Charles Manners-Sutton was a bishop in the Church of England who served as Archbishop of Canterbury from 1805 to 1828. Manners-Sutton was the fourth son of Lord George Manners-Sutton, third son of John Manners, 3rd Duke of Rutland, his younger brother was 1st Baron Manners, Lord Chancellor of Ireland. His father, Lord George, had assumed the additional surname of Sutton in 1762 on inheriting – from his elder brother Lord Robert – the estates of their maternal grandfather Robert Sutton, 2nd Baron Lexinton. Manners-Sutton was educated at the University of Cambridge, he married at age 23, eloped with, his cousin Mary Thoroton, daughter of Thomas Thoroton and his wife Mary Thoroton of Screveton Hall, Nottinghamshire, in 1778. In 1785, Manners-Sutton was appointed to the family living at Averham with Kelham, in Nottinghamshire, in 1791, became Dean of Peterborough, he was consecrated Bishop of Norwich in 1792, two years received the appointment of Dean of Windsor in commendam. In 1805 he was chosen to succeed John Moore as Archbishop of Canterbury.
During his primacy the old archiepiscopal palace at Croydon was sold and the country palace of Addington bought with the proceeds. He presided over the first meeting which issued in the foundation of the National Society, subsequently lent the scheme his strong support, he exerted himself to promote the establishment of the Indian episcopate. As Archbishop of Canterbury, Manners-Sutton appointed his cousin, Evelyn Levett Sutton, a chaplain to Lord Manners, as one of six preachers of Canterbury Cathedral in 1811. In 1819, he presided over the christening of the future Queen Victoria at Kensington Palace, he died at Lambeth on 21 July 1828, was buried 29 July at Addington, in a family vault. His only published works are two sermons, one preached before the Lords, the other before the Society for the Propagation of the Gospel. In 1778 he married Mary, daughter of Thomas Thoroton of Screveton, Nottinghamshire, by whom he had a family of two sons and ten daughters, his son Charles Manners-Sutton served as Speaker of the House of Commons and was created Viscount Canterbury in 1835.
His grandson Henry Manners Chichester by his daughter Isabella was a prolific contributor to the Dictionary of National Biography. Attribution This article incorporates text from a publication now in the public domain: Overton, John Henry. "Manners-Sutton, Charles". In Lee, Sidney. Dictionary of National Biography. 36. London: Smith, Elder & Co; this article incorporates text from a publication now in the public domain: Chisholm, Hugh, ed.. "Manners-Sutton, Charles". Encyclopædia Britannica. 17. Cambridge University Press. P. 588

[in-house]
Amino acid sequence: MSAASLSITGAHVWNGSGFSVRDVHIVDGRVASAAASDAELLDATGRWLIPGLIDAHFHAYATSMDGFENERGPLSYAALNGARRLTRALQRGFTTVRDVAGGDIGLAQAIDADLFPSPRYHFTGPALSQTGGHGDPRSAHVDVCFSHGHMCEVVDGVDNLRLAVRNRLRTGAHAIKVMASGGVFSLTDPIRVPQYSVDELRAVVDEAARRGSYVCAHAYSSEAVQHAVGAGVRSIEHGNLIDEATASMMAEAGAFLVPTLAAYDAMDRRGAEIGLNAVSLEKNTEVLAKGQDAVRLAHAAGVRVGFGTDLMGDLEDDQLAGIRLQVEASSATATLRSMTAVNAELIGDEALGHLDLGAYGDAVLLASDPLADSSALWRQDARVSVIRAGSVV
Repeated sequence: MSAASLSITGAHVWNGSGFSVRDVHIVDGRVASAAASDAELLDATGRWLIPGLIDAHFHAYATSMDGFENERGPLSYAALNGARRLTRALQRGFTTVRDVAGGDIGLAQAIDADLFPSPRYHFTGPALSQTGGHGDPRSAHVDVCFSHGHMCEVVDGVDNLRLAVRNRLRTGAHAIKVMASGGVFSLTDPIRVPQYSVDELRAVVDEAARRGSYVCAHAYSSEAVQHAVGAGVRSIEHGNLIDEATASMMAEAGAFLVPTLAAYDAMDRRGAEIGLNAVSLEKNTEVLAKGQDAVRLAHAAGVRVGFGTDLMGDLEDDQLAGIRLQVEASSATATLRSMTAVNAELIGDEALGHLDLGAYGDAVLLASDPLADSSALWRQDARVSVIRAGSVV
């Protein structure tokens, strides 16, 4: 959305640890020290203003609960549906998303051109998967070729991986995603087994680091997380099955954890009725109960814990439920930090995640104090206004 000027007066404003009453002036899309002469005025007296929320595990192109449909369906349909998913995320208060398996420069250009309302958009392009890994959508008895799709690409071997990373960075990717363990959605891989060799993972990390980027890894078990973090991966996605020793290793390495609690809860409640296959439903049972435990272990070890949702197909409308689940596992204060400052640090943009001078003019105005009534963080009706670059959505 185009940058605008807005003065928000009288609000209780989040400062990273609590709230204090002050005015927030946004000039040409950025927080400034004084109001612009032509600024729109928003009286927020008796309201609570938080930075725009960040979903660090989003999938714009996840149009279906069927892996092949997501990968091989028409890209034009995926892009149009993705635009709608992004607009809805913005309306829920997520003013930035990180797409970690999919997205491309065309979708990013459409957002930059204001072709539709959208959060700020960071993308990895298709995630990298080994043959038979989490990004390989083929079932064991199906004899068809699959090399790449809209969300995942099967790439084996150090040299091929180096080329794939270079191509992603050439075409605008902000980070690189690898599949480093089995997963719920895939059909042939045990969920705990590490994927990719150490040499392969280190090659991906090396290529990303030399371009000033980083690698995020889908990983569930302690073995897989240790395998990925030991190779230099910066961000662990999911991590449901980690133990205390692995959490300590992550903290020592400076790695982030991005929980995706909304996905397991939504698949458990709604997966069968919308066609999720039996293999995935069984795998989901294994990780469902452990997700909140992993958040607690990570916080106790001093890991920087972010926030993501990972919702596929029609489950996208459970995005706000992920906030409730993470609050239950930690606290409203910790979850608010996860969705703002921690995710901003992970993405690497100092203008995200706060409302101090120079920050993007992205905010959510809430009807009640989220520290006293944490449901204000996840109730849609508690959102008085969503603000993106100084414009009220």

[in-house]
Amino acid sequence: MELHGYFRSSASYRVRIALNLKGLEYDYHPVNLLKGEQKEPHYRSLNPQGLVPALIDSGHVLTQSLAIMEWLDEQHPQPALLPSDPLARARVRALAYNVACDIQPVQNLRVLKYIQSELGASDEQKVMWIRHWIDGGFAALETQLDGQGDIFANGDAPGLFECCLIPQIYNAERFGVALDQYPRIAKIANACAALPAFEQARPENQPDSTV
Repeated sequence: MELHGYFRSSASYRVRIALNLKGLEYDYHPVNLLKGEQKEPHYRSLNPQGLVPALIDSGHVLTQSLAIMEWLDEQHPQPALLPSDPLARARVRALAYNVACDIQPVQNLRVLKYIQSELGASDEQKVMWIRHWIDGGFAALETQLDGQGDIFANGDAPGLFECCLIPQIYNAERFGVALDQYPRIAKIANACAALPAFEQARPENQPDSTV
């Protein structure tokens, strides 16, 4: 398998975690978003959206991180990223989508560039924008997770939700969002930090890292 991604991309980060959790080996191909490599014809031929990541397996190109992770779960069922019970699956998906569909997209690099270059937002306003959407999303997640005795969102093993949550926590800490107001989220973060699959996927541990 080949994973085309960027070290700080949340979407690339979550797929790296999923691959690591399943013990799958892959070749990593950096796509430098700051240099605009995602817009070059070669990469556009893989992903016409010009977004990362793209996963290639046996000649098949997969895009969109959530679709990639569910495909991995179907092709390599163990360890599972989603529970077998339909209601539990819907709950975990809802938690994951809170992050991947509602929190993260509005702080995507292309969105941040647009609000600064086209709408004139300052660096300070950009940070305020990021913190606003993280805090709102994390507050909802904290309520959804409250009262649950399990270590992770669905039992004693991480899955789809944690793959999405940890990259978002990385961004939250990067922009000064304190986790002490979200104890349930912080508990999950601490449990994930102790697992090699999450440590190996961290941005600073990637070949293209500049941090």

Lambeth is a district in Central London, England, in the London Borough of Lambeth. It is situated 1 mile south of Charing Cross; the population of the London Borough of Lambeth was 303,086 in 2011. The area experienced some slight growth in the medieval period as part of the manor of Lambeth Palace. By the Victorian era the area had seen significant development as London expanded, with dense industrial and residential buildings located adjacent to one another; the changes brought by World War II altered much of the fabric of Lambeth. Subsequent development in the late 20th and early 21st centuries has seen an increase in the number of high-rise buildings; the area is home to the International Maritime Organization. The origins of the name of Lambeth come from its first record in 1062 as Lambehitha, meaning'landing place for lambs', in 1255 as Lambeth. In the Domesday Book, Lambeth is called "Lanchei" in error; the name refers to a harbour where lambs were either shipped to. It is formed from the Old English'lamb' and'hythe'.
South Lambeth is recorded as Sutlamehethe in 1241 and North Lambeth is recorded in 1319 as North Lamhuth. The manor of Lambeth is recorded as being under ownership of the Archbishop of Canterbury from at least 1190; the Archbishops led the development of much of the manor, with Archbishop Hubert Walter creating the residence of Lambeth Palace in 1197. Lambeth and the palace were the site of two important 13th-century international treaties. Edward, the Black Prince lived in Lambeth in the 14th century in an estate that incorporated the land not belonging to the Archbishops, which included Kennington; as such, much of the freehold land of Lambeth to this day remains under Royal ownership as part of the estate of the Duchy of Cornwall. Lambeth was the site of the principal medieval London residence of the Dukes of Norfolk, but by 1680 the large house had been sold and ended up as a pottery manufacturer, creating some of the first examples of English delftware in the country; the road names, Norfolk Place and Norfolk Row reflect the legacy of the house today.